Skip to main content

Posts for May 5, 2008

British Summer Time, by Paul Cornell (Books 2008, 4)

Paul Cornell wrote some of my favourite episodes of Doctor Who‘s recent years: ‘Father’s Day’, and the ‘Human Nature’/’Family of Blood’ two-parter. After the latter, I downloaded and read the ebook of his original novel (on which the episodes were based). So I came to this with some knowledge of his writing.

But not with so much knowledge of his religious beliefs. I had some sense — from reading his blog, presumably — that he was religious, at least in a vague, Church-of-Englandy sort of way; but I didn’t expect, on picking this up, that it would have such a religious heart (or maybe ‘soul’ would be more appropriate).

Though I’m not sure that the Archbishop of Canterbury would quite approve — and I’m absolutely sure the Pope would not — of the theology.

It’s a fine story of a woman who can read the patterns of the world around her, a space pilot from the future (but is it ‘our’ future?), a disembodied head, and four mysterious ‘golden men’, who might be angels, might be the biblical four horsemen of the apocalypse, or might be something else. It’s an easy read, and I recommend it.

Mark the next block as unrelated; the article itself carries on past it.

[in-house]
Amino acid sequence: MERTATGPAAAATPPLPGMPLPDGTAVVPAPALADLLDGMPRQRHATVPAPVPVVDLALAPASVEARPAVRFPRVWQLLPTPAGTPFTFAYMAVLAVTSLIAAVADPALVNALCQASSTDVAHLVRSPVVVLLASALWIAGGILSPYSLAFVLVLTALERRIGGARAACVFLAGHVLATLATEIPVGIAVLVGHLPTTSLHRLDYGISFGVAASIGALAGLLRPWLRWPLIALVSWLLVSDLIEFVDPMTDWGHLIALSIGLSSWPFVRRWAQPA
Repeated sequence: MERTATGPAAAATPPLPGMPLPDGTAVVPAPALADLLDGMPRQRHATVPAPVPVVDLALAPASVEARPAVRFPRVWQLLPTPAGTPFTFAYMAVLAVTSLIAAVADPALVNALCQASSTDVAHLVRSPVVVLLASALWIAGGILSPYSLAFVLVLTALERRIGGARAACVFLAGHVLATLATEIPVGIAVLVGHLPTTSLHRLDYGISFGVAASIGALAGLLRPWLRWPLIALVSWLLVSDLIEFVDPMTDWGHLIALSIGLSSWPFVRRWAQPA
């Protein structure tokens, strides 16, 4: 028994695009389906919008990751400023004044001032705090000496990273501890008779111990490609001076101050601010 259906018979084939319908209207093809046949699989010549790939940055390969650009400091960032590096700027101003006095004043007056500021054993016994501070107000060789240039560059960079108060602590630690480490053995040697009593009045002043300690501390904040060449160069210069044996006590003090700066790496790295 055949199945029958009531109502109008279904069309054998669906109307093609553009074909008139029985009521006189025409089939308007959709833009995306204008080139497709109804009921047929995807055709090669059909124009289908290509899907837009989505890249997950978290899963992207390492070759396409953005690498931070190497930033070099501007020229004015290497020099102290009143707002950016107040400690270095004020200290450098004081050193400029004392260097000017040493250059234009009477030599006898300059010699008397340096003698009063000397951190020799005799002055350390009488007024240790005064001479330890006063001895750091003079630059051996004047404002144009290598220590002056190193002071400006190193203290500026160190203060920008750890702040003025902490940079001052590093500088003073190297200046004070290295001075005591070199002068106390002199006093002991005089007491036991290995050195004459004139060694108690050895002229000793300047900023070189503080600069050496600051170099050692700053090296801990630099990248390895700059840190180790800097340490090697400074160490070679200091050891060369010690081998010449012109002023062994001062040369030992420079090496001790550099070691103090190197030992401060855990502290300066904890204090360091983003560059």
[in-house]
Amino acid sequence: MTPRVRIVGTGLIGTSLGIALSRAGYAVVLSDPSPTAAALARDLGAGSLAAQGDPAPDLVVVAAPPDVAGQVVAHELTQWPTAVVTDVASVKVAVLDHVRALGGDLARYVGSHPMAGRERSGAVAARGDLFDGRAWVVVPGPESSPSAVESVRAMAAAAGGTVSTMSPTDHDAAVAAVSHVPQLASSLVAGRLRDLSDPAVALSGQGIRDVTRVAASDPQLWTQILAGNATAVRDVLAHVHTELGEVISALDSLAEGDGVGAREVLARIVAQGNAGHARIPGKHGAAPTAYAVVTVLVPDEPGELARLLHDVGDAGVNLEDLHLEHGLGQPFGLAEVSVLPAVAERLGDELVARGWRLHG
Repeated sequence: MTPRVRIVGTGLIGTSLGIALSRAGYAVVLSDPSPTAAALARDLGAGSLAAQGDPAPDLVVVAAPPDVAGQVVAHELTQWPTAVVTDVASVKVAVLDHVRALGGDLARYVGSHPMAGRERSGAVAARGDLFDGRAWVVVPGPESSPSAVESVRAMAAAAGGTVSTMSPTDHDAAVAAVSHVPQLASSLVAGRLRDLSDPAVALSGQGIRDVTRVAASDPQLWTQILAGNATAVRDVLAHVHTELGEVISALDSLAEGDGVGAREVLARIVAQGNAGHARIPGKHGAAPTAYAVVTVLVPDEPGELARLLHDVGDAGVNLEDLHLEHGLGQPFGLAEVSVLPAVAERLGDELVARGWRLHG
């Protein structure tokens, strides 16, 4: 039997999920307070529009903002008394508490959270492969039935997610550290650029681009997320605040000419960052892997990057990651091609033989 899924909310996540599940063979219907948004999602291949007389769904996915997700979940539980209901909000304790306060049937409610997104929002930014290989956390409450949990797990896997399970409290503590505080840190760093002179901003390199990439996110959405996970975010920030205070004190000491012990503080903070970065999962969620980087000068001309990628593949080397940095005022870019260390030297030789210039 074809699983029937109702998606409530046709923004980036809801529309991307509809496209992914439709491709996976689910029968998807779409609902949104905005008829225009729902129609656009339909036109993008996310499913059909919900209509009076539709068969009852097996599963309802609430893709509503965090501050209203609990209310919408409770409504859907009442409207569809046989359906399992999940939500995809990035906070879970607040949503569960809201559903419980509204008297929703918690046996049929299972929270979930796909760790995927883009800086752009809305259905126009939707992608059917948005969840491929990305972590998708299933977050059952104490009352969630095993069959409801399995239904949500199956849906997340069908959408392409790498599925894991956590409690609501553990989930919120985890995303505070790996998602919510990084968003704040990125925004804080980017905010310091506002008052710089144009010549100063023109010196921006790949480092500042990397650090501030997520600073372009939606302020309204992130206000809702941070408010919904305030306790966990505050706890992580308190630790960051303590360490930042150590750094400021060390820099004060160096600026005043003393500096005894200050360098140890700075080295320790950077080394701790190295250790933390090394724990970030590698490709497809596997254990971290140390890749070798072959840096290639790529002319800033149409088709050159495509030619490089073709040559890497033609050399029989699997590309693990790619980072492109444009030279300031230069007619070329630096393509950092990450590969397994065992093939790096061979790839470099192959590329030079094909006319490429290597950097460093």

But does the religion get in the way of the story? No, not really; though it was something of a distraction at times for this atheist. It’s by no means preachy; indeed, you could argue that the religious interpretation of the events in the story is a misinterpretation. Though since that interpretation is the author’s, that would depend on where you stand on the whole postmodern thing about the author being irrelevant, and the reader entering into a dialogue with the text.

The question for me on a personal note is, would I have approached it differently - or read it at all - if I had known about the religious content before I started it?

The answer is, I would have approached it differently. And, if I hadn’t known the author’s work, I probably wouldn’t have picked it up at all.

By saying that, I’m convicting myself of being likely to prejudge religiously-inspired fiction; well, yes, guilty as charged. Just as I’m likely to prejudge romantic fiction, literary fiction, heroic fantasy, and so on. We don’t approach anything in a vacuum, after all. Our past experiences, our expectations, colour our understanding and appreciation of any art. And we all have our preferences.

Still, if I had known, and rejected this, I’d have missed out on something worthwhile. So that’s worth bearing in mind.